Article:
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More Nepali applications for U.S. visa rejected due to fake documents

Written By vibykhmer on Friday, January 23, 2009 | 10:33 PM

KATHMANDU, Jan. 24 (Xinhua) -- With the increase in number of Nepalis applying for visas for the United States, the number of fraudulent cases is also on the rise, local media reported on Saturday.

According to eKantipur.com, during the peak pre-fall and pre-spring periods, 10 out of 100 applications on average get rejected every day because of fake documents.


Consul at U. S. Embassy Mea Arnold said the Embassy mostly receives fake educational documents, which are provided by the consultancies to those applying for student visas. Those applying for tourist visa submit fake financial documents.

"We hear stories of unscrupulous consultancies offering packets of fake financial documents for sale or schemes involving a supposed 'job' in the U.S. for hefty amounts," said Arnold. "The only person who suffers is the applicant who bought those documents and will be at risk of being permanently disqualified for a U.S. visa if found guilty of fraud."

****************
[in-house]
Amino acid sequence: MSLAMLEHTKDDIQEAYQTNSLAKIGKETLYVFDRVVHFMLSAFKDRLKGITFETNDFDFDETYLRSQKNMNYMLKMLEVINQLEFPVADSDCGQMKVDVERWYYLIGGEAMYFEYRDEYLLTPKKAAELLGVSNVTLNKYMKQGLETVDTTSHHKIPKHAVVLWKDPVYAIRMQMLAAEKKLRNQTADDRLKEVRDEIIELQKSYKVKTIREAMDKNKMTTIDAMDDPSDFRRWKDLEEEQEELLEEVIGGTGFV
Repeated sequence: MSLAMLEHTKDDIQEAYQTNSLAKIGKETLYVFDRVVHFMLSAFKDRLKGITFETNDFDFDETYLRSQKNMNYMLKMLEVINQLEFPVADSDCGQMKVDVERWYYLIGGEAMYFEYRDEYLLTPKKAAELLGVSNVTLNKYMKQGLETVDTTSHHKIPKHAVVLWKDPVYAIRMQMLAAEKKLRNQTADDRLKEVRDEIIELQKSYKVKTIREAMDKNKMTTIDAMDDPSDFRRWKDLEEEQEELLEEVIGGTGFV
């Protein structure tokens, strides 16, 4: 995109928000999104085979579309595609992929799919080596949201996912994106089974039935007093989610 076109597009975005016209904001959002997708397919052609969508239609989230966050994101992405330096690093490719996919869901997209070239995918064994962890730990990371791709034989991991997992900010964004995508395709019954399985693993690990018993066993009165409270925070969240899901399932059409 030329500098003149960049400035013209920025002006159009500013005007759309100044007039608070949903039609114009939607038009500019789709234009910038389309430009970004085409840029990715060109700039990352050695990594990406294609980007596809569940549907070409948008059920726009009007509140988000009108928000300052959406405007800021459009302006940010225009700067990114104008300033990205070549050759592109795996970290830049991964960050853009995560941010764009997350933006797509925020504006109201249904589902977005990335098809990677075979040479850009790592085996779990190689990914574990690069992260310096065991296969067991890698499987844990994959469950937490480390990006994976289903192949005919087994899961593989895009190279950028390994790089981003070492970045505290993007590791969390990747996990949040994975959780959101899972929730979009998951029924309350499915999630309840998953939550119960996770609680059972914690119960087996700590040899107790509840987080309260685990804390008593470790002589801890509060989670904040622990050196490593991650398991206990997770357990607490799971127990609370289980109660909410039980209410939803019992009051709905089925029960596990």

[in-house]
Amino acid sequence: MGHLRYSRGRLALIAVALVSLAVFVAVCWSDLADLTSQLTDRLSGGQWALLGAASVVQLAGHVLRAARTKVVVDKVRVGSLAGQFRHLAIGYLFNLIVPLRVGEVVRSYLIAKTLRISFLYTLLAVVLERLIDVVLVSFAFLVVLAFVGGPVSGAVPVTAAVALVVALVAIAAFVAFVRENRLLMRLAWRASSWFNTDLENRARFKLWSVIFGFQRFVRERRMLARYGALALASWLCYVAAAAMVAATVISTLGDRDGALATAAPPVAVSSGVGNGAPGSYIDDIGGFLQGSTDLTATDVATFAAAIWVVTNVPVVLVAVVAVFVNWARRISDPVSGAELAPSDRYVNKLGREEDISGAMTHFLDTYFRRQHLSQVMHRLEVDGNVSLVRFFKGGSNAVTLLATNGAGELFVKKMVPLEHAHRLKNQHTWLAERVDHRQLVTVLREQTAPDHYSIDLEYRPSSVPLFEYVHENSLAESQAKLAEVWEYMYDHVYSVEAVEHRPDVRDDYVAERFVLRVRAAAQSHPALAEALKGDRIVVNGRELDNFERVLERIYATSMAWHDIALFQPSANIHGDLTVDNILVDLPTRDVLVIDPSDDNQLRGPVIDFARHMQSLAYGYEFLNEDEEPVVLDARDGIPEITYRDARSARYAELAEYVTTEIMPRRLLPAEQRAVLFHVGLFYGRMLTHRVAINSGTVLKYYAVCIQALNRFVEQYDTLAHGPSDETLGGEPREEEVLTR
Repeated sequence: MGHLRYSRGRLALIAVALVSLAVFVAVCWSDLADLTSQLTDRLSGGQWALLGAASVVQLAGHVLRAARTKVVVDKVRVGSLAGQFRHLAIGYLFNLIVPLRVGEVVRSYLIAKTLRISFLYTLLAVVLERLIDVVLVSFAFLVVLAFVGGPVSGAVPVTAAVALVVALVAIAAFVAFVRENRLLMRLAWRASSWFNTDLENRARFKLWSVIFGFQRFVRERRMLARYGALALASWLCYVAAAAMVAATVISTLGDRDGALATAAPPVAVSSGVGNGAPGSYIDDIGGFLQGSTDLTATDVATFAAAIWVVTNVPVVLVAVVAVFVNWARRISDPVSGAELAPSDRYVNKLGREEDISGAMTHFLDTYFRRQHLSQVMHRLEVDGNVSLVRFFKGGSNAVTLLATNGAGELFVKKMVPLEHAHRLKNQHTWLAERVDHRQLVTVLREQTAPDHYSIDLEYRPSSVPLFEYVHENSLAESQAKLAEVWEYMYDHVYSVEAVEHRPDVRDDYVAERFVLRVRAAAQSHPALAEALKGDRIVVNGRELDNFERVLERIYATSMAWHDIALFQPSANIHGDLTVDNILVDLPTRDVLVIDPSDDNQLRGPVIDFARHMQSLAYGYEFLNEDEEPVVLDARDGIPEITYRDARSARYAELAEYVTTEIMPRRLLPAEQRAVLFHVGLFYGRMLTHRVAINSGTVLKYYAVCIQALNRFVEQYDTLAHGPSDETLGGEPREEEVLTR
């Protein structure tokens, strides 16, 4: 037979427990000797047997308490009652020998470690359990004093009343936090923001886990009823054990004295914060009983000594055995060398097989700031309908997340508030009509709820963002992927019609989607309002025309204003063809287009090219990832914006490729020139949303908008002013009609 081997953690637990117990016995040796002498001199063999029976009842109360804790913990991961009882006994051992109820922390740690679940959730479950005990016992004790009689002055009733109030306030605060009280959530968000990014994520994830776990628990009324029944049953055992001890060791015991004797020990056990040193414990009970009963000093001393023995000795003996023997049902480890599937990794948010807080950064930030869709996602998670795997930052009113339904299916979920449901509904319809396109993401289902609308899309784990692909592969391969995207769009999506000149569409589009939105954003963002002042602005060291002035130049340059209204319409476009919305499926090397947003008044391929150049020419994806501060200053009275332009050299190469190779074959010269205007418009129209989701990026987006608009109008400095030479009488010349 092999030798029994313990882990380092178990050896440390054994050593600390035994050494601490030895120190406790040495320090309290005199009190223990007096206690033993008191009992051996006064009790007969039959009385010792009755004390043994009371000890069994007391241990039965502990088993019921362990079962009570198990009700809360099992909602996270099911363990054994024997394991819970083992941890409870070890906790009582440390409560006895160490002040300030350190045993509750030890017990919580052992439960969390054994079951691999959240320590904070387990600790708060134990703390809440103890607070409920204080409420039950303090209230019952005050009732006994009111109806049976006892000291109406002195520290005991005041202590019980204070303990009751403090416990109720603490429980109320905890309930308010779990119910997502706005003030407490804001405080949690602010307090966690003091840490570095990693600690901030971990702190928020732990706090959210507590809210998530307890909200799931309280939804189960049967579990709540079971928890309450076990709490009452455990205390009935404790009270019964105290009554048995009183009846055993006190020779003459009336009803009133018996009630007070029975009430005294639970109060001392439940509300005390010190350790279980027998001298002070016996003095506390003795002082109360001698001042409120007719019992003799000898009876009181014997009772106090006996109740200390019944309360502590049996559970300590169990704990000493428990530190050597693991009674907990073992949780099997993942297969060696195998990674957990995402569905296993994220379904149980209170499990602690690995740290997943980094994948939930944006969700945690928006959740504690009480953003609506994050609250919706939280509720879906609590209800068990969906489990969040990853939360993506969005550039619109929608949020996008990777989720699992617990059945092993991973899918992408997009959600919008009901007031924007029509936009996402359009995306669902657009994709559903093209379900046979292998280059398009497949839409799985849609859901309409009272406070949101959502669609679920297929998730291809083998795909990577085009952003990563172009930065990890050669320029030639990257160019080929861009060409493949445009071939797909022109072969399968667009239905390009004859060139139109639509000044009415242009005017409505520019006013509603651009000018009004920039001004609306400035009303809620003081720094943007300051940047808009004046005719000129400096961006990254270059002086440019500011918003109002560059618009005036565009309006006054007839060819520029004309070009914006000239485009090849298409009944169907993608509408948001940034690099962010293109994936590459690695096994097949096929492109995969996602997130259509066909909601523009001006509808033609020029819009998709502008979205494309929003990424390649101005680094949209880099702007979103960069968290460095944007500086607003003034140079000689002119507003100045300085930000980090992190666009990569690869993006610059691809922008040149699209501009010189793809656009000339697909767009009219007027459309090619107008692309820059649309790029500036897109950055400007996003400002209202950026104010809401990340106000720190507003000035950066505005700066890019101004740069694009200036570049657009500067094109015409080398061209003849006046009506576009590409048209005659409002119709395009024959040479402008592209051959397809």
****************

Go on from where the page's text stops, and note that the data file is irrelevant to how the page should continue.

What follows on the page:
Last June, Kathmandu Metropolitan Police Crime Division busted a visa racket involved in producing counterfeit American visas.

Last year, the consular section processed 34,000 applications, a 15.2 percent increase over the previous year.

In 2008, a total of 8,936 Nepali students got enrolled in the U.S. colleges and universities, according to "Open Doors 2008: Report on International Exchange 2008," produced by the Institute of International Education. Nepal is the 11th leading country of origin in international students heading for the U.S..

According to the U.S. Ambassador Nancy J Powell, Nepalis get duped by consultancies offering advice and assistance, which often fake documents or false promises to help secure the U.S. visa. "In reality, only a consular officer during an interview can determine if an applicant qualifies for a visa to the U.S."

In order to counter these scams and to encourage Nepali applicants to get accurate information about how to apply for a visa, the U.S. consular section has started an outreach campaign in Nepal from Friday.

Deputy consul Mike Mussi said the aim of the campaign is to provide accurate information on the visa process.

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